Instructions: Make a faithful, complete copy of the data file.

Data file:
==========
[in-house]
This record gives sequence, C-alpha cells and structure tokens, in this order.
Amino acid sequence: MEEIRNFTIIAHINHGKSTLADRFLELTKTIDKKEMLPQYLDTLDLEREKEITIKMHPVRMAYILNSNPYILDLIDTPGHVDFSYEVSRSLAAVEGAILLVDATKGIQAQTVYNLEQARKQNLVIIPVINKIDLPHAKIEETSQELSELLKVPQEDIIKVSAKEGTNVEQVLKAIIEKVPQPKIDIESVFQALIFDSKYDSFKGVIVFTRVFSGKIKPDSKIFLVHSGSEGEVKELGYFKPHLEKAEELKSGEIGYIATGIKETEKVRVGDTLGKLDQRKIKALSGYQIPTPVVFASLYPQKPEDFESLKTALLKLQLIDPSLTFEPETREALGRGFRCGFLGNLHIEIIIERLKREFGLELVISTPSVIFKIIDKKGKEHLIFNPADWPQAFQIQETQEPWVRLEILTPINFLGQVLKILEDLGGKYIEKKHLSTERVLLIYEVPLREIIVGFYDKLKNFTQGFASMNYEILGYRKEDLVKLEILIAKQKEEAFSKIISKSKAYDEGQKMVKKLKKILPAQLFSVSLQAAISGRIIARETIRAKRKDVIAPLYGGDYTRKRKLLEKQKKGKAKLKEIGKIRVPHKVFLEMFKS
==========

[in-house]
This record gives sequence, C-alpha cells and structure tokens, in this order.
Amino acid sequence: MEEIRNFTIIAHINHGKSTLADRFLELTKTIDKKEMLPQYLDTLDLEREKEITIKMHPVRMAYILNSNPYILDLIDTPGHVDFSYEVSRSLAAVEGAILLVDATKGIQAQTVYNLEQARKQNLVIIPVINKIDLPHAKIEETSQELSELLKVPQEDIIKVSAKEGTNVEQVLKAIIEKVPQPKIDIESVFQALIFDSKYDSFKGVIVFTRVFSGKIKPDSKIFLVHSGSEGEVKELGYFKPHLEKAEELKSGEIGYIATGIKETEKVRVGDTLGKLDQRKIKALSGYQIPTPVVFASLYPQKPEDFESLKTALLKLQLIDPSLTFEPETREALGRGFRCGFLGNLHIEIIIERLKREFGLELVISTPSVIFKIIDKKGKEHLIFNPADWPQAFQIQETQEPWVRLEILTPINFLGQVLKILEDLGGKYIEKKHLSTERVLLIYEVPLREIIVGFYDKLKNFTQGFASMNYEILGYRKEDLVKLEILIAKQKEEAFSKIISKSKAYDEGQKMVKKLKKILPAQLFSVSLQAAISGRIIARETIRAKRKDVIAPLYGGDYTRKRKLLEKQKKGKAKLKEIGKIRVPHKVFLEMFKS